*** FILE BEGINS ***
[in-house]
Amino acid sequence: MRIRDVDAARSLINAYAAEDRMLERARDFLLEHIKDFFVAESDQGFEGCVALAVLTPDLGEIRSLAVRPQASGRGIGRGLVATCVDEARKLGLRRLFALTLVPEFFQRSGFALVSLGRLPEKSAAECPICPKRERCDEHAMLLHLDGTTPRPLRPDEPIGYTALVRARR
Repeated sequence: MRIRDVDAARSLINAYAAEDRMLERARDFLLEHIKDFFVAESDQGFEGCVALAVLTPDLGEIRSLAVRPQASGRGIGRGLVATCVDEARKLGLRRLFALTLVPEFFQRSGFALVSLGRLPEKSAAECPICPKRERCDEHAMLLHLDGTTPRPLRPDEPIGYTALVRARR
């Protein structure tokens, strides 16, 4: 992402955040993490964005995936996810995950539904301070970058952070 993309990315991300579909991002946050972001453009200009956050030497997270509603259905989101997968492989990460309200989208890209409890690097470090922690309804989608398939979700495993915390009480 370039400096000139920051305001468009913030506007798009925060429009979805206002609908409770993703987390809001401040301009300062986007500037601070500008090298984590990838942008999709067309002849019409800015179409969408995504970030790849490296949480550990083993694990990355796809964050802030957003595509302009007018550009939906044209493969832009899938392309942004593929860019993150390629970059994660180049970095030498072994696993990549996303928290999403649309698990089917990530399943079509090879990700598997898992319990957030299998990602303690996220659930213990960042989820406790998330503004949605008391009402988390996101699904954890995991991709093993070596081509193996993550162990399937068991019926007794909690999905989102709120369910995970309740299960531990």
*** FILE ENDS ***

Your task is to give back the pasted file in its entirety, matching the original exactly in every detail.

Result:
[in-house]
Amino acid sequence: MRIRDVDAARSLINAYAAEDRMLERARDFLLEHIKDFFVAESDQGFEGCVALAVLTPDLGEIRSLAVRPQASGRGIGRGLVATCVDEARKLGLRRLFALTLVPEFFQRSGFALVSLGRLPEKSAAECPICPKRERCDEHAMLLHLDGTTPRPLRPDEPIGYTALVRARR
Repeated sequence: MRIRDVDAARSLINAYAAEDRMLERARDFLLEHIKDFFVAESDQGFEGCVALAVLTPDLGEIRSLAVRPQASGRGIGRGLVATCVDEARKLGLRRLFALTLVPEFFQRSGFALVSLGRLPEKSAAECPICPKRERCDEHAMLLHLDGTTPRPLRPDEPIGYTALVRARR
């Protein structure tokens, strides 16, 4: 992402955040993490964005995936996810995950539904301070970058952070 993309990315991300579909991002946050972001453009200009956050030497997270509603259905989101997968492989990460309200989208890209409890690097470090922690309804989608398939979700495993915390009480 370039400096000139920051305001468009913030506007798009925060429009979805206002609908409770993703987390809001401040301009300062986007500037601070500008090298984590990838942008999709067309002849019409800015179409969408995504970030790849490296949480550990083993694990990355796809964050802030957003595509302009007018550009939906044209493969832009899938392309942004593929860019993150390629970059994660180049970095030498072994696993990549996303928290999403649309698990089917990530399943079509090879990700598997898992319990957030299998990602303690996220659930213990960042989820406790998330503004949605008391009402988390996101699904954890995991991709093993070596081509193996993550162990399937068991019926007794909690999905989102709120369910995970309740299960531990």